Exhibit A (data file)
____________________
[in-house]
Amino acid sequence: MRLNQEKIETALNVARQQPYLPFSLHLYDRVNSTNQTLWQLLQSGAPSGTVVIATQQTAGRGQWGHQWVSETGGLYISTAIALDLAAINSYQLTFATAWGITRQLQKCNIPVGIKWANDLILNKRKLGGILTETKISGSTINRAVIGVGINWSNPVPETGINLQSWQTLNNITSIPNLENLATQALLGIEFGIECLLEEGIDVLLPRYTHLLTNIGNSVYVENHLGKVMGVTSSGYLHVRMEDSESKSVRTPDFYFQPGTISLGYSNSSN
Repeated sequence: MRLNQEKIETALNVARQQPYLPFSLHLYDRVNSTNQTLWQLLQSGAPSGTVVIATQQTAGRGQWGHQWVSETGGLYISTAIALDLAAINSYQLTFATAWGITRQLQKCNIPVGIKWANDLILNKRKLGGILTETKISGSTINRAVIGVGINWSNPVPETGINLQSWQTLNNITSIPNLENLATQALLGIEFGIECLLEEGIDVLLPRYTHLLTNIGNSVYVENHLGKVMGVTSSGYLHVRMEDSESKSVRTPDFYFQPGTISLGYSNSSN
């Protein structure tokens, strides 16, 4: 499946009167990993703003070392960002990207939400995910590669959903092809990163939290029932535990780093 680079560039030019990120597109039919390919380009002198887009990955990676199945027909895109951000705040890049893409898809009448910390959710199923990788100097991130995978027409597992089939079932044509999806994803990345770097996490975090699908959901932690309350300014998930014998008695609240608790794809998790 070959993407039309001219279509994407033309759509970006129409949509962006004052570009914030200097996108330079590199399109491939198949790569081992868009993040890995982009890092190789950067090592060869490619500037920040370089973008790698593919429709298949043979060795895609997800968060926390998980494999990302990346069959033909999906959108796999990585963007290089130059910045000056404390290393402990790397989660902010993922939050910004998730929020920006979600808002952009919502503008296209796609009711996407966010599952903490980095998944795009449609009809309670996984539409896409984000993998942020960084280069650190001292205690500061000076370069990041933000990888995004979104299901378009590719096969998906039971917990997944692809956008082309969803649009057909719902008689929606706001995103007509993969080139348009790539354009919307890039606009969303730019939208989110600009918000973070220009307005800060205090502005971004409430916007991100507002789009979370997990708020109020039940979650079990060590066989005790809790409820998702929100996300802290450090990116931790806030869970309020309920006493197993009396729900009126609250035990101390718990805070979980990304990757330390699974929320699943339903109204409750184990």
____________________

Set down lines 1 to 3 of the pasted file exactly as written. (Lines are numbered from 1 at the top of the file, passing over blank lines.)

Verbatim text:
[in-house]
Amino acid sequence: MRLNQEKIETALNVARQQPYLPFSLHLYDRVNSTNQTLWQLLQSGAPSGTVVIATQQTAGRGQWGHQWVSETGGLYISTAIALDLAAINSYQLTFATAWGITRQLQKCNIPVGIKWANDLILNKRKLGGILTETKISGSTINRAVIGVGINWSNPVPETGINLQSWQTLNNITSIPNLENLATQALLGIEFGIECLLEEGIDVLLPRYTHLLTNIGNSVYVENHLGKVMGVTSSGYLHVRMEDSESKSVRTPDFYFQPGTISLGYSNSSN
Repeated sequence: MRLNQEKIETALNVARQQPYLPFSLHLYDRVNSTNQTLWQLLQSGAPSGTVVIATQQTAGRGQWGHQWVSETGGLYISTAIALDLAAINSYQLTFATAWGITRQLQKCNIPVGIKWANDLILNKRKLGGILTETKISGSTINRAVIGVGINWSNPVPETGINLQSWQTLNNITSIPNLENLATQALLGIEFGIECLLEEGIDVLLPRYTHLLTNIGNSVYVENHLGKVMGVTSSGYLHVRMEDSESKSVRTPDFYFQPGTISLGYSNSSN